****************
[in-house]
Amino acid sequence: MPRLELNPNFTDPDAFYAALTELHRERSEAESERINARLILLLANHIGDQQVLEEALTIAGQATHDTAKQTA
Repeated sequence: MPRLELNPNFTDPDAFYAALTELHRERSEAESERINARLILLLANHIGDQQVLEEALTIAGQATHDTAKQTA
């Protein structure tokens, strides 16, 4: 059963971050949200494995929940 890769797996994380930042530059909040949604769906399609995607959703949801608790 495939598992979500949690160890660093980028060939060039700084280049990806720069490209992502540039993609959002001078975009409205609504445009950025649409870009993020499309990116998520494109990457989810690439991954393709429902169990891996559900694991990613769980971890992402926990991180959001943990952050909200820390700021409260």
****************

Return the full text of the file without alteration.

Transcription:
[in-house]
Amino acid sequence: MPRLELNPNFTDPDAFYAALTELHRERSEAESERINARLILLLANHIGDQQVLEEALTIAGQATHDTAKQTA
Repeated sequence: MPRLELNPNFTDPDAFYAALTELHRERSEAESERINARLILLLANHIGDQQVLEEALTIAGQATHDTAKQTA
């Protein structure tokens, strides 16, 4: 059963971050949200494995929940 890769797996994380930042530059909040949604769906399609995607959703949801608790 495939598992979500949690160890660093980028060939060039700084280049990806720069490209992502540039993609959002001078975009409205609504445009950025649409870009993020499309990116998520494109990457989810690439991954393709429902169990891996559900694991990613769980971890992402926990991180959001943990952050909200820390700021409260």